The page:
No doubt the high professional standard of In Malice’s Wake speaks for itself via the blazing opener/title track the kicks off their fourth full-length album since forming back in 2003. The way I see this record is the band essentially figuring how they can meet the standards of the biggest thrash bands today without resorting to the usual shit and the answer is a record that relies on fairly technical feats of Testament and Slayer-esque stuff alongside modern death metal influenced flurries of hammered-out riffs. Despite my distaste for most modern thrash these guys haven’t lost the plot, it ain’t groove metal or melodic death metal but rather music that reaches for the pomp of peak Bay Area thrash and takes those ideals to a wild extreme. Their lead guitarist also features in Metal Blade‘s current “old school” thrash darlings Harlott and honestly I’d have probably signed this band instead — Much more of their own sound and presence. Give this one a fair shot, I didn’t when I first heard it but they grew on me once I’d sat down and took in the full spin. Relentless, eerie, and yet entirely approachable stuff.
|TITLE||Ancient Magical Spells|
|LABEL||Iron Blood and Death Corporation|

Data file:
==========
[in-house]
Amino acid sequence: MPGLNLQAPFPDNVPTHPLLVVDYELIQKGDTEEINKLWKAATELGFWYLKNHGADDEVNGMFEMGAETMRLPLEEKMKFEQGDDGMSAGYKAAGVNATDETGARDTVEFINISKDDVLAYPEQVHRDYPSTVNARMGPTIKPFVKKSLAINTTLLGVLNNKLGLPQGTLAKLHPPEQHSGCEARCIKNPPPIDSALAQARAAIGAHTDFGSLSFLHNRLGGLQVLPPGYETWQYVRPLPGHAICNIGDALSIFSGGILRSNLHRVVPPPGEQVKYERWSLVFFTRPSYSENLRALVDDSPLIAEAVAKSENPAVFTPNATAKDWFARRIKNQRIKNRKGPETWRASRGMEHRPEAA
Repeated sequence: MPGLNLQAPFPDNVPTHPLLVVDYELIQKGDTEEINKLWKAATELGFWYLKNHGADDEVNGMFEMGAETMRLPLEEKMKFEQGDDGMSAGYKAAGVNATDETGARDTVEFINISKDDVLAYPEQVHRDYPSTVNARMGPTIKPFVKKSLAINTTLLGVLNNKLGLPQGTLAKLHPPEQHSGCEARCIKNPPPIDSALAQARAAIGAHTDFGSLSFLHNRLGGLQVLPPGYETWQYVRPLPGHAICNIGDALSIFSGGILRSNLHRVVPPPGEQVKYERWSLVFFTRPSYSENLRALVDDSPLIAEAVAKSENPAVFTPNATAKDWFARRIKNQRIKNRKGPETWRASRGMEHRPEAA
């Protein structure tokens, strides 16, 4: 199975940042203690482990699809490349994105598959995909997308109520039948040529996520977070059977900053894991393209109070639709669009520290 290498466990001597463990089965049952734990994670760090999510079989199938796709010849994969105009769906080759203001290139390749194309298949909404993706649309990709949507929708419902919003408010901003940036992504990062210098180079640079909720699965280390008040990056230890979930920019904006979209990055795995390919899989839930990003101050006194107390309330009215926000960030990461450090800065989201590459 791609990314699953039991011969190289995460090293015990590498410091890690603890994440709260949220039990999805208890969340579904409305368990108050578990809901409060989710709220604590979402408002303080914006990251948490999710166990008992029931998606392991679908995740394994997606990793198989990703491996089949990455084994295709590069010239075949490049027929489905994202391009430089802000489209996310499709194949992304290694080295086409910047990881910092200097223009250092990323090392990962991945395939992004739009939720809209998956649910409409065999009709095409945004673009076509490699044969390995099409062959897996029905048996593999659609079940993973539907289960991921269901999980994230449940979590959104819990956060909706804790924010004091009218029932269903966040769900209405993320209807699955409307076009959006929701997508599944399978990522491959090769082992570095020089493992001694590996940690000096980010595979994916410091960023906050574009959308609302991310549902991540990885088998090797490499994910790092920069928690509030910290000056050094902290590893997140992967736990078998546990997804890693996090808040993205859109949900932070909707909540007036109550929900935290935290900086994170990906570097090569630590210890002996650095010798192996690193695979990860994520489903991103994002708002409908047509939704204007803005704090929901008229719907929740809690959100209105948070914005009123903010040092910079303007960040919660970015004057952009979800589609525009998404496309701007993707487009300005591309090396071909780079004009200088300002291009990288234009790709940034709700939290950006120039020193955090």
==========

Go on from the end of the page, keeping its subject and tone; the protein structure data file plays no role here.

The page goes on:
Blackened thrash trio Evil Whiplash hail from Popayán, Colombia and they are definitely not your usual band in this style! Their sound and production is pretty realistically rendered primarily with just one guitar and this lends itself well to the epic heavy metal influenced style the guitarist runs with on their third album ‘Ancient Magical Spells’. Considering they are from Colombia I assumed these guys might just be a Witchtrap clone but that’d be far from the truth, these songs are deeply rooted in traditional heavy metal while keeping the brutal “heavy speed punk” smack of South American thrash metal as the main inspiration for pace and attack. The result is pretty unique and the album is definitely malevolent enough to impress black/thrash metal fans who’re looking for something that isn’t just following the same old rules everyone else is. Definitely one of the higher recommendations on this list.
Of course I know what you’re thinking if you’ve taste in hard-assed real thrash metal: That album cover is very fucking colorful and the logo is bad. No worries man, in fact the color palette is not far from the best of Joe Petagno‘s works back in the day and Greek thrash metal band Skull Koraptor are actually pretty good, heavy and loud at the very least. This trio fastball most of the songs off of this debut, incorporating double-bass wallops and high-speed melodic lead work throughout ensuring their strut is always in line with traditional heavy metal at a thrash metal pace with a vocal that never gets in the way of the spectacle those guitar leads create. Honestly the only thing that is keeping this one out of the ears of stuck-up thrash metal fans looking for the real thing is the packaging and a lack of variation in the vocal delivery. Cut a sharper Death Angel-esque logo, center it, and dial back the color on it to something more bold and we’re pretty much in business if the band can figure in a couple more vocal harmonies into each record. I don’t think this’ll blow minds but it does bring a very professional sound and plenty of energy.